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The Citadel of the Autarch by Gene Wolfe (1983) 317 p.

Gene Wolfe’s deceptively long Book of the New Sun comes to a close with this, the final volume, The Citadel of the Autarch. (Actually, that’s not quite true – he apparently wrote an extra book in 1987 called The Urth of the New Sun, which I may or may not read in the future.)

This was a difficult series to review because it’s really just one long book split into four, and – like many promising stories whose ultimate value hinges on how well they turn out – I couldn’t really judge it until now. So this is going to be a review of both The Citadel of the Autarch and the Book of the New Sun as a whole, and spoilers will abound.

I originally heard about this series in 2011 when I was working in a bookstore and trying to get back into the fantasy genre. The Book of the New Sun and George R.R. Martin’s A Song of Ice and Fire were the two series which, above all others, were mentioned as the high point of fantasy fiction in the last fifty years. The only reason I chose to go with Martin first was that 2012 was clearly his year, with the TV series coming out and out store shifting more than 50 copies of A Game of Thrones every day. Given how thick that series is, I didn’t get around to the Book of the New Sun until last month.

It’s ostensibly fantasy, but is really science fiction; a good example of why these sections are often lumped together in bookstores. The protagonist, Severian, is a journeyman apprentice from the Seekers of Truth and Penitence, more commonly known as the guild of torturers. After breaking his vow, Severian is expelled from the guild and sent out to face the wonders and dangers of Wolfe’s rich fantasy world, which is actually our own planet far into the future, when the sun is slowly dying.

Wolfe excels at fantasy world-building – not just in the imaginative creation of the world itself, but the techniques he uses to create it. Unusually for a fantasy series, The Book of the New Sun is narrated in first person, and Severian’s point of view is used to great effect. He regularly interprets certain scientific processes as magical and casually skims over tantalising details because he considers them mundane. Much of the enjoyment of the book comes from parsing Severian’s story for details about his world, and trying to piece together what’s going on and what kind of a place he’s in.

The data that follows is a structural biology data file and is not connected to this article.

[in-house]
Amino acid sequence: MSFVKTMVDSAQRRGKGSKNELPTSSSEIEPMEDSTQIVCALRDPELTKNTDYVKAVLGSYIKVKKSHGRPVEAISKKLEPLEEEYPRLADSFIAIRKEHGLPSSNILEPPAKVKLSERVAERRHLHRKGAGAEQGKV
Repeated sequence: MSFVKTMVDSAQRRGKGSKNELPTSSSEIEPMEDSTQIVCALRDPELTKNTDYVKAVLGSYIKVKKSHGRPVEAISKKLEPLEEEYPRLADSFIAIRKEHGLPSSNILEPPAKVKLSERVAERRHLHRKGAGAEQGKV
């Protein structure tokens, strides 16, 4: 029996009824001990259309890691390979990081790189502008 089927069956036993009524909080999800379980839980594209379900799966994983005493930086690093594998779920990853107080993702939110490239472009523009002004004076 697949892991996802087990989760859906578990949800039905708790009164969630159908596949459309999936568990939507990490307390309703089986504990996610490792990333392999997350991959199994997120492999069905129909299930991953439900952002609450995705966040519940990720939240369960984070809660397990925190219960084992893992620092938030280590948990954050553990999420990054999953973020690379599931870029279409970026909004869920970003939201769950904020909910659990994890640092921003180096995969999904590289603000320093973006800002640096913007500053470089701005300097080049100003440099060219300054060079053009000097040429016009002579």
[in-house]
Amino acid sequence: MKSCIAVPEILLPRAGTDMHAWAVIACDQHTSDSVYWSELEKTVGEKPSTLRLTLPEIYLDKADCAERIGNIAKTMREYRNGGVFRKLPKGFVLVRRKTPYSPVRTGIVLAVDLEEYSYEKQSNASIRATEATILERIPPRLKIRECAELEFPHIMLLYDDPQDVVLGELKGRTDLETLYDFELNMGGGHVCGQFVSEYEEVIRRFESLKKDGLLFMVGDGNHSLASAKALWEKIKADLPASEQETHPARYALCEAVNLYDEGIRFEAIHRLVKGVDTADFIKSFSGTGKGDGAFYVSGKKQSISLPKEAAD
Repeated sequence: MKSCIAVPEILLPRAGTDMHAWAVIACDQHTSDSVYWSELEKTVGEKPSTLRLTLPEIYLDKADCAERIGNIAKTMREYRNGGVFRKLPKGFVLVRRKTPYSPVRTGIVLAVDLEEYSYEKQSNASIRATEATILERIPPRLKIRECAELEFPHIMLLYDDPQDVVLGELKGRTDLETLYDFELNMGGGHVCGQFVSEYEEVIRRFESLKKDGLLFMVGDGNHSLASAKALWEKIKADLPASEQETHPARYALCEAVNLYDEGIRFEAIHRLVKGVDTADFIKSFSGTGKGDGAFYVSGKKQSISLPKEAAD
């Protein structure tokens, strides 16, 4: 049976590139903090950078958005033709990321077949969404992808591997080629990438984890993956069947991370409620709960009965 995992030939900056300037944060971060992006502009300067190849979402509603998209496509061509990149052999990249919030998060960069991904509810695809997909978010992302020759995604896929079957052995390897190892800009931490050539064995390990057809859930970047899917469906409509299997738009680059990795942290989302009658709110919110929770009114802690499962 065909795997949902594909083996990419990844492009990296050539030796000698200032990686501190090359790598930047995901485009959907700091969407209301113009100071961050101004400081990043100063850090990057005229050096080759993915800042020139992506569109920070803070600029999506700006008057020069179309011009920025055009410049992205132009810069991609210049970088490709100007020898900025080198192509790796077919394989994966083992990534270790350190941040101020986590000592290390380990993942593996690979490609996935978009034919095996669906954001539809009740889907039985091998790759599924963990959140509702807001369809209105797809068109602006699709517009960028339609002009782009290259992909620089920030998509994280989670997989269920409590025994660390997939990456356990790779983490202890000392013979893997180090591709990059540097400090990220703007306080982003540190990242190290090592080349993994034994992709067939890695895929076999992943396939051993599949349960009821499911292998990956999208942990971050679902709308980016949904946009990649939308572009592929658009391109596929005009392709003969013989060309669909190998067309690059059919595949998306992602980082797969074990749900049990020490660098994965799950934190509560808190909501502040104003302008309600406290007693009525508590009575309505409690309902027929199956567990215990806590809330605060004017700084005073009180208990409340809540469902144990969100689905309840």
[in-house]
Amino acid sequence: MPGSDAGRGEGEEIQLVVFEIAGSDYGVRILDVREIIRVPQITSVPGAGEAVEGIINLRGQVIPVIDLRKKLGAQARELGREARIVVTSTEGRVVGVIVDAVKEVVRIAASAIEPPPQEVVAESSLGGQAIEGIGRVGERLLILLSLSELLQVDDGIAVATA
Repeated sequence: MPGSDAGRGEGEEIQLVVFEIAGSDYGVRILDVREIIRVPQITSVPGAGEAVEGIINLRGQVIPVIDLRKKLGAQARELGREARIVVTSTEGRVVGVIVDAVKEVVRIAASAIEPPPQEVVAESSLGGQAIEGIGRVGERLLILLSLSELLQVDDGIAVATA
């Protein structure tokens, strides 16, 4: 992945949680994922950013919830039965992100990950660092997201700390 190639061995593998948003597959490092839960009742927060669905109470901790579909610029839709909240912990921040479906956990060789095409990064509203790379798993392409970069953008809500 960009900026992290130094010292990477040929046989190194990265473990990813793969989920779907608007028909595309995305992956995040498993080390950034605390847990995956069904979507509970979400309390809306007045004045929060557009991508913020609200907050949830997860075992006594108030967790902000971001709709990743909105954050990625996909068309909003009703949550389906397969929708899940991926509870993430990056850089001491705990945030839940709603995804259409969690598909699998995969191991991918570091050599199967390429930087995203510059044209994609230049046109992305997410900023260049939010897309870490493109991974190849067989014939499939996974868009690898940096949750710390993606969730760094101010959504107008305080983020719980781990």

The Citadel of the Autarch does and doesn’t lead to answers. This isn’t Lost, and it’s not like I really expected precise answers, given that so much of the book was written in mystic, arcane prose designed to hint at the truth rather than reveal it. The central conceit of the book – the awaited New Sun – is dealt with in a way that perfectly summarises Wolfe’s marriage of fantasy and science fiction, describing processes of such high, theoretical quantum physics that to a layman they are almost fantasy, and planting them in a world where the inhabitants do indeed consider them to be the stuff of religion, myth and prophecy:

“You know of the chasms of space, which some call the Black Pits, from which no speck of matter or gleam of light ever returns. But what you have not known until now is that these chasms have their counterparts in the White Fountains, from which matter and energy rejected from a higher universe flow in endless cataract into this one. If you pass – if our race is judged ready to reenter the wide seas of space – such a White Fountain will be created in the heart of our sun.”

The Book of the New Sun embraces, more than any other work I have seen, Arthur C. Clarke’s axiom that “any sufficiently advanced technology is indistinguishable from magic.”

Remaining on the subject of things I enjoyed in The Citadel of the Autarch, Severian’s ascent to the throne – which is casually mentioned to be his fate early in the first book – always seemed unlikely given his station in life, but is handled perfectly believably, utilising fantasy/sci-fi elements that were a major part of the series from the very first chapter. (It also gives a clever twist to the royal pronoun “we.”)